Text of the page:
The PACE program, explained Ms. Maddox, also a Nurse Practitioner, “is certified through Medicare and Medicaid and those two entities pay for the services…When you join the program you actually turn your Medicare and Medicaid card in. We let you keep it. We put a sticker on it that says 'Don't use this card, use your PACE card,' and we become that insurance company and we pay for all of your medical needs.”

The program is cost-free, except in rare instances where a nominal fee may be necessary for someone not qualified for Medicaid.

But those who become PACE participants are not locked into the program. They can just as easily opt-out later.

“If you choose to join the program, that's great. If you choose to dis-enroll at any time and go back to your Medicare and Medicaid medicines, that's okay, too,” Ms. Maddox said. “It's just a different option for those individuals who say 'I really want to try to live at home for a little bit longer and I need some assistance.'”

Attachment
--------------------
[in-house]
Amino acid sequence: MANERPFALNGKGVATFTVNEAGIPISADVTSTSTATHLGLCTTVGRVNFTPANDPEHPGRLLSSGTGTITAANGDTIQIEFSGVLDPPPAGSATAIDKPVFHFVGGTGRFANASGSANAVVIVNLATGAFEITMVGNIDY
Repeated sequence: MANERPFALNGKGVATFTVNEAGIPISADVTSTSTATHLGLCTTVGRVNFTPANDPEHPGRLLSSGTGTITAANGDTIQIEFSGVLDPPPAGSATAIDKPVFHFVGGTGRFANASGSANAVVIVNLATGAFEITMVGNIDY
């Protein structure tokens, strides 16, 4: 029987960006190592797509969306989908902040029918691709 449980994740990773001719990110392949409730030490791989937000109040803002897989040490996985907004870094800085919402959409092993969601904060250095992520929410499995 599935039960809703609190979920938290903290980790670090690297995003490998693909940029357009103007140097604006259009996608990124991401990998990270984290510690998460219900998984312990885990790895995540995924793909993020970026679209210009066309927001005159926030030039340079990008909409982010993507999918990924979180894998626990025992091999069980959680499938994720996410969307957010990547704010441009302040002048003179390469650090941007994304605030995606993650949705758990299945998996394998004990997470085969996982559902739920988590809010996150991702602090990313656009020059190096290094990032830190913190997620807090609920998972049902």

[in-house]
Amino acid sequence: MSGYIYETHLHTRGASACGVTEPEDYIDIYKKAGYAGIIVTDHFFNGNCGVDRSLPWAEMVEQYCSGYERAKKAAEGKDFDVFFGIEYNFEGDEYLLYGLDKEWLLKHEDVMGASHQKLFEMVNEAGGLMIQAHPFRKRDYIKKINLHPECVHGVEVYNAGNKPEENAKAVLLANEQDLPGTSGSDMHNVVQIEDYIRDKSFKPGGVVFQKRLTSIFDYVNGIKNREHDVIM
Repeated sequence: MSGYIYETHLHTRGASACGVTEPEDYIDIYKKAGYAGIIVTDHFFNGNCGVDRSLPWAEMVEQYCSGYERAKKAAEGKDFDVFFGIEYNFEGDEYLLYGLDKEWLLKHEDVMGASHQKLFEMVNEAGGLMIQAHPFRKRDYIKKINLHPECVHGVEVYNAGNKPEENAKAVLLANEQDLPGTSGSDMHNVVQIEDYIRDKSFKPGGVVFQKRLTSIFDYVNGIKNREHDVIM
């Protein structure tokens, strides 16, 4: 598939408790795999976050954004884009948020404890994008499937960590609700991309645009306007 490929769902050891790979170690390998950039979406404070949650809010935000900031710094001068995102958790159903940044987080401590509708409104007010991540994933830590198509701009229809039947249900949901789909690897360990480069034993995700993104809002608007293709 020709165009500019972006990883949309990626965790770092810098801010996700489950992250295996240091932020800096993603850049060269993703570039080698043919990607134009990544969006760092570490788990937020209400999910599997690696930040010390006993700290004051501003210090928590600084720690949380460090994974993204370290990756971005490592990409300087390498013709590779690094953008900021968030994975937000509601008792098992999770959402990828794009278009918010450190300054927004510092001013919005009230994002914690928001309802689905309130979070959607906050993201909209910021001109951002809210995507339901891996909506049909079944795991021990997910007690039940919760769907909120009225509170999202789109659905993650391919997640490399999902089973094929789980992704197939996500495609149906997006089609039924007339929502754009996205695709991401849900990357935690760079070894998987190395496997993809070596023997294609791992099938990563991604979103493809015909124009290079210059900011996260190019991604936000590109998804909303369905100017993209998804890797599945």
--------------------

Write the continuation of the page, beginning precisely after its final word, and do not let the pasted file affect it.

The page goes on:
The assistance includes transportation.

PACE has a fleet of buses and provides transportation to the facility each morning, Monday through Friday, and then takes those enrolled in the program back home. Participants receive medical care and enjoy a host of activities. Staff, meanwhile, are on-call 24-hours a day, seven days a week.

“It truly is a 24-hour (program). We have administrative staff on call 24 hours a day, we have a physician, a nurse practitioner on call 24 hours a day, and the same services will be extended in Farmville,” Ms. Maddox assured Town Council.

The services are based upon an individualized blueprint for each participant's care.

An interdisciplinary team develops a program of care specific to each PACE participant, Kim Woodley told Town Council as part of its June monthly meeting.